An awful lot of people attach tremendous importance to the notion that our decisions are somehow the uncaused product of our consciousness: that they happen not amongst the deterministic web of brain tissue, but impose themselves on that tissue, somehow, from without. I’m not one of them.
A good example of the strange certainty that people have about this assumption, which is supported by nothing more than an intuition and a wish, is given in this comment, taken from a recent discussion over at The Maverick Philosopher:
…we do know that organisms, at least conscious ones, do not act under the deterministic constraints of matter. This is clearly the case with rational organisms — i.e., human beings. I know this is true, because I have my own experience as proof.
You ask how can I actually know that I am not completely constrained by the determinism of matter? If I am, then my experience of consciousness is nothing but illusion. I have no volition. I merely function in accord with the laws of physics and chemistry. My current state unalterably determines my next state. I can form no intention, thus I can have no purpose or provide purpose to anything external to me.
And there you have it! First we are told about the intuition — “I have my own experience as proof” — as though it would be possible, somehow, for us simply to feel the difference between a subjective experience that was deterministically caused and one that wasn’t. Next, we are given the wish: “If I am, then my experience of consciousness is nothing but illusion. I have no volition. I merely function in accord with the laws of physics and chemistry.” Even if we set aside the question of why we should think that our consciousness, if physically caused, must be an illusion (whatever that means), this argument has no force: the fact that we might not like the idea of functioning solely in accord with physical laws has no bearing whatsoever on whether we in fact do so.
Meanwhile, neuroscience presses on apace. In today’s Physorg.com newsletter (I do hope that readers are by now beginning to notice what a rich source of breaking scientific news this publication is) we learn of a new study that will surely give no comfort to the antimaterialist camp.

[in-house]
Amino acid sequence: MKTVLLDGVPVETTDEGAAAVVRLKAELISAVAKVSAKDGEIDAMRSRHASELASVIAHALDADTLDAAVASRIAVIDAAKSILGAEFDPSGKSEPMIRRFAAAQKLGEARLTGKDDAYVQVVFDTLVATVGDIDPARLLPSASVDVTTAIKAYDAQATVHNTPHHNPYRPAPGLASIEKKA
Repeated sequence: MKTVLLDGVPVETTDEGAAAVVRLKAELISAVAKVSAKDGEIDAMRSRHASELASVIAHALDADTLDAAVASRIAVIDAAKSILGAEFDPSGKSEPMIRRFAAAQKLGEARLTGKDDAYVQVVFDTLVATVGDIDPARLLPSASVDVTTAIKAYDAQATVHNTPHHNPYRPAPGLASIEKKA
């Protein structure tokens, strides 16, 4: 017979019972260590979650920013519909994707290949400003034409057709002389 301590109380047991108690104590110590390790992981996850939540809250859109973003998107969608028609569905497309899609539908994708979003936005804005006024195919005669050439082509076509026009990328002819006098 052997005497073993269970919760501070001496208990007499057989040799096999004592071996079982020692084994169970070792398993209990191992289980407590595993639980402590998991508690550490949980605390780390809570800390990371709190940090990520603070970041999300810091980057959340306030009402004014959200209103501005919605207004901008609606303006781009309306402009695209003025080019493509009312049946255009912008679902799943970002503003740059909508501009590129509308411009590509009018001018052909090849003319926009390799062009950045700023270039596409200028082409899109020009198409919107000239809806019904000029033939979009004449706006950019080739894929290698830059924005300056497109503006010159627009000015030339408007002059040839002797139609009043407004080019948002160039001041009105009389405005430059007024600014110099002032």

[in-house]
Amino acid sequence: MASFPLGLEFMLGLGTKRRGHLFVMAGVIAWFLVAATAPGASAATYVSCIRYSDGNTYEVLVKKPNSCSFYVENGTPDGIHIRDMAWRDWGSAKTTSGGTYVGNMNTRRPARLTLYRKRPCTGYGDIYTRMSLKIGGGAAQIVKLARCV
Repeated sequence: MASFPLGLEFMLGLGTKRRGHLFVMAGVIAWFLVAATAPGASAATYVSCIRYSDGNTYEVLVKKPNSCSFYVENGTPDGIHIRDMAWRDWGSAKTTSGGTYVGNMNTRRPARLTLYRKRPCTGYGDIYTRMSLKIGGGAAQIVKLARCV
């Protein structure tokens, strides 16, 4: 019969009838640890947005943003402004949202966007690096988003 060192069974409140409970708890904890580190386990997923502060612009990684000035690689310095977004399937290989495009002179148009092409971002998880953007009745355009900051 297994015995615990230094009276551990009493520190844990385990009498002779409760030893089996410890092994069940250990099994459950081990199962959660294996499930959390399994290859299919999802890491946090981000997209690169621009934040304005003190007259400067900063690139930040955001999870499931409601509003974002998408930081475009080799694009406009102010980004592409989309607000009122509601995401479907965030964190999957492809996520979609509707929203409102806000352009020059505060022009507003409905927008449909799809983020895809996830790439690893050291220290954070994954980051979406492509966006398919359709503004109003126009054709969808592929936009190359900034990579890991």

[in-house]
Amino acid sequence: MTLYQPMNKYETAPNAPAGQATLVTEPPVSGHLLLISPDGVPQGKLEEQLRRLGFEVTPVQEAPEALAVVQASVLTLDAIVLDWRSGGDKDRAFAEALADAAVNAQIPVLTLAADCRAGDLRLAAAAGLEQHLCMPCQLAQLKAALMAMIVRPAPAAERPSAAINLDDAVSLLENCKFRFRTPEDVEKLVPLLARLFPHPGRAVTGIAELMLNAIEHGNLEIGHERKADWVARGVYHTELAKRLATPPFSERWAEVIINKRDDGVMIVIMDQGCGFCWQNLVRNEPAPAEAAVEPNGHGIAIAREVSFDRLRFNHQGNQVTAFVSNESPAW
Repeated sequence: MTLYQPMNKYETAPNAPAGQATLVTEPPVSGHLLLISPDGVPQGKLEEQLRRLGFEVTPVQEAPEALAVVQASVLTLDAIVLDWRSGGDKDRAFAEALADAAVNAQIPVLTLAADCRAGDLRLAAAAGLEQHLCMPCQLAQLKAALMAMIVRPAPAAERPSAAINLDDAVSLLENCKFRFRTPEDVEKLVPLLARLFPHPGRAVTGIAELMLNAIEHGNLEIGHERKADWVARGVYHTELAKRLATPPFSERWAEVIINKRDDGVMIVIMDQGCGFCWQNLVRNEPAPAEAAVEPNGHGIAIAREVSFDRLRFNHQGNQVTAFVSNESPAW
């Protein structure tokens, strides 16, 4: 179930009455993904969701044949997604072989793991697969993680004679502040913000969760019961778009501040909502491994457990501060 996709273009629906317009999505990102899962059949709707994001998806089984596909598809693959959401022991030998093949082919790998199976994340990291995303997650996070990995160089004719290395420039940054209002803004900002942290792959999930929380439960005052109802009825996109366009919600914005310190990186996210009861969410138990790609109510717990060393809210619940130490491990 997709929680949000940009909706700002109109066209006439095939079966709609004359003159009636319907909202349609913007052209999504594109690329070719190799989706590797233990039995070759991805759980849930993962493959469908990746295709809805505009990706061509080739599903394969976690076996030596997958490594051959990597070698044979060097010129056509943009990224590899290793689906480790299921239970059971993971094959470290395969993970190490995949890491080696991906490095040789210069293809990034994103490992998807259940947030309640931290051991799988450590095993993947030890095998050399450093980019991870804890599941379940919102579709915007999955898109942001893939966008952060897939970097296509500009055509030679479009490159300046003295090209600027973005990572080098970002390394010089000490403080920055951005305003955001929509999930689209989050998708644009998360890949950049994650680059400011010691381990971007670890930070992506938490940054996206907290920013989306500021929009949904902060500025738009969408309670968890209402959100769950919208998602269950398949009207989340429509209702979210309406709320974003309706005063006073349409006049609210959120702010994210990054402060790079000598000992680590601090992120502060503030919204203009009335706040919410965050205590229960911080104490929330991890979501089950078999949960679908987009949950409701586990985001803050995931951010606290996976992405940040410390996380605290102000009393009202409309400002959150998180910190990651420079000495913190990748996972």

The experiment involved examining the brain activity of subjects as they made an apparently “free” choice between two actions, while noting to themselves the time at which they made their decision. The results indicated that the choice was made by the brain — and predictable with high reliability — as much as seven seconds before the subjects were conscious of the decision.
Is this dispiriting news? It needn’t be. What ought to change is our insistence on clinging to a mistaken (and indeed, philosophically incoherent) concept of “freedom”. Yes, our brains are staggeringly complex biological and electrochemical systems, and our thoughts and choices are apparently the result of their physical activity. But we are still the nexus of this enormous engine of choice, the place where it all happens — and we are still every bit as “free” as we could reasonably or coherently wish to be. (We are still in the powerful grip of our habits of thought and action, but that is another problem altogether, and one we can do something about, if we are willing to work at it.)
I know that some of you will think I am mistaken. You are free, of course, to disagree.
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